Vitamins C and E in adolescents and young adults with HIV infection

Charles B. Stephensen, Grace S. Marquis, Robert A. Jacob, Laurie A. Kruzich, Steven D. Douglas, Craig M. Wilson

Research output: Contribution to journalArticle

39 Citations (Scopus)

Abstract

Background: Oxidative stress during HIV infection may impair immune function, cause more rapid disease progression, and increase requirements for dietary antioxidants such as vitamins C and E. Objectives: The study had 2 principal objectives. The first was to ascertain whether HIV infection and immune activation were associated with lower plasma concentrations of ascorbate, urate, and α- and γ-tocopherols and with total antioxidant status (TAS). The second objective was to ascertain whether these antioxidants were associated with protection against oxidative damage. Design: This was a cross-sectional study involving 241 HIV-positive and 115 HIV-negative subjects aged 14-23 y. Subjects were primarily female (76%) and African American (70%), and 21% were Hispanic. Results: Plasma ascorbate was significantly lower, but γ-tocopherol and TAS were significantly higher in subjects with HIV infection when the analysis was adjusted for dietary intake and sex. Plasma α-tocopherol did not differ significantly by HIV status. Plasma γ-tocopherol also was higher in subjects with oxidative damage than in those without such damage. More than 90% of subjects had adequate plasma concentrations for both ascorbate and α-tocopherol, although α-tocopherol concentrations were lower than expected on the basis of third National Health and Nutrition Examination Survey data. Conclusions: Low plasma ascorbate concentrations in HIV-positive subjects suggest that vitamin C requirements are significantly higher in those with HIV infection. Plasma tocopherol concentrations were not depressed by HIV infection and may be maintained by compensatory mechanisms such as the activity of α-tocopherol transfer protein.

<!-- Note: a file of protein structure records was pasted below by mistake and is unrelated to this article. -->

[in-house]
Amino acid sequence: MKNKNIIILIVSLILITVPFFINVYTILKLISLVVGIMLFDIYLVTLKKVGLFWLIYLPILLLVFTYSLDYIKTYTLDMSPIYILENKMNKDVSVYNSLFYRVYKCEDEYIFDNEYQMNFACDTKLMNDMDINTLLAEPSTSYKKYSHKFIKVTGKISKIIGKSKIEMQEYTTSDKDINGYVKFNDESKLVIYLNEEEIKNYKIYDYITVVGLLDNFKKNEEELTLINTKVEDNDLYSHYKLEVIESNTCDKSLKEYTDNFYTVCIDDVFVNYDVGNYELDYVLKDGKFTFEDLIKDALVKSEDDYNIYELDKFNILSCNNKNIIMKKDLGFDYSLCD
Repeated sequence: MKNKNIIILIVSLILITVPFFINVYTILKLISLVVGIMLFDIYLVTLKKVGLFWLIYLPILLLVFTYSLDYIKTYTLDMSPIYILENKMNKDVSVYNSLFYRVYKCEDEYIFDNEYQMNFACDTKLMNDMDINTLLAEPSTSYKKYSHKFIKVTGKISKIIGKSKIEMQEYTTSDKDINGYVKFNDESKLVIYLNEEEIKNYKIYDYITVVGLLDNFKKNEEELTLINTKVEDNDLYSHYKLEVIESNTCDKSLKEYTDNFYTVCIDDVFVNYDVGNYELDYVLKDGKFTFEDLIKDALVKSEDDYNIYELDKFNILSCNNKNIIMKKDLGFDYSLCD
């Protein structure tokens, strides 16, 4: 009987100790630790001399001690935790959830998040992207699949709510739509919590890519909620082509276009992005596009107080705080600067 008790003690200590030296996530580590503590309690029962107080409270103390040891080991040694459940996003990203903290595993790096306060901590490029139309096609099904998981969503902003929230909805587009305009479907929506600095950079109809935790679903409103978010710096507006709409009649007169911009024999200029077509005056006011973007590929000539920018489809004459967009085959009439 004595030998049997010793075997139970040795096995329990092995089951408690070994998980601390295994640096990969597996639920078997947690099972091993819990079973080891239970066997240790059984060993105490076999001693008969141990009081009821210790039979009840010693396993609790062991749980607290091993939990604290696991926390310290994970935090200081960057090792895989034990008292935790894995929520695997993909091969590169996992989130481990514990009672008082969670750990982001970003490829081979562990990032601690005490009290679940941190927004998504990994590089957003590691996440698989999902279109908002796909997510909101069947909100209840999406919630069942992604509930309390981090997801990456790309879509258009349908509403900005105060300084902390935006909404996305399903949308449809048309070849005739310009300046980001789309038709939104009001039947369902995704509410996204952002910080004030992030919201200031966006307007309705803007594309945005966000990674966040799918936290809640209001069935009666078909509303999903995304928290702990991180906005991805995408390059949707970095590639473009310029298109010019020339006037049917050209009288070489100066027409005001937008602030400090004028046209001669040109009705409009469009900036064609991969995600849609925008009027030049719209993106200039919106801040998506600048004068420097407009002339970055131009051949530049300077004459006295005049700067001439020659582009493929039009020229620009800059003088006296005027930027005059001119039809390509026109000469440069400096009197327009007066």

Original languageEnglish (US)
Pages (from-to)870-879
Number of pages10
JournalAmerican Journal of Clinical Nutrition
Volume83
Issue number4
StatePublished - Apr 1 2006

Fingerprint

Tocopherols
HIV infections
Vitamin E
young adults
tocopherols
Ascorbic Acid
HIV Infections
vitamin E
Young Adult
ascorbic acid
Antioxidants
HIV
antioxidants
Nutritional Requirements
National Health and Nutrition Examination Survey
Nutrition Surveys
African Americans
Uric Acid
Hispanic Americans
disease course

Keywords

  • α-tocopherol
  • γ-tocopherol
  • Antioxidants
  • Ascorbate
  • Oxidative damage

ASJC Scopus subject areas

  • Medicine (miscellaneous)
  • Food Science

Cite this

Stephensen, C. B., Marquis, G. S., Jacob, R. A., Kruzich, L. A., Douglas, S. D., & Wilson, C. M. (2006). Vitamins C and E in adolescents and young adults with HIV infection. American Journal of Clinical Nutrition, 83(4), 870-879.

Vitamins C and E in adolescents and young adults with HIV infection. / Stephensen, Charles B.; Marquis, Grace S.; Jacob, Robert A.; Kruzich, Laurie A.; Douglas, Steven D.; Wilson, Craig M.

In: American Journal of Clinical Nutrition, Vol. 83, No. 4, 01.04.2006, p. 870-879.

Research output: Contribution to journalArticle

Stephensen, CB, Marquis, GS, Jacob, RA, Kruzich, LA, Douglas, SD & Wilson, CM 2006, 'Vitamins C and E in adolescents and young adults with HIV infection', American Journal of Clinical Nutrition, vol. 83, no. 4, pp. 870-879.
Stephensen CB, Marquis GS, Jacob RA, Kruzich LA, Douglas SD, Wilson CM. Vitamins C and E in adolescents and young adults with HIV infection. American Journal of Clinical Nutrition. 2006 Apr 1;83(4):870-879.
Stephensen, Charles B. ; Marquis, Grace S. ; Jacob, Robert A. ; Kruzich, Laurie A. ; Douglas, Steven D. ; Wilson, Craig M. / Vitamins C and E in adolescents and young adults with HIV infection. In: American Journal of Clinical Nutrition. 2006 ; Vol. 83, No. 4. pp. 870-879.
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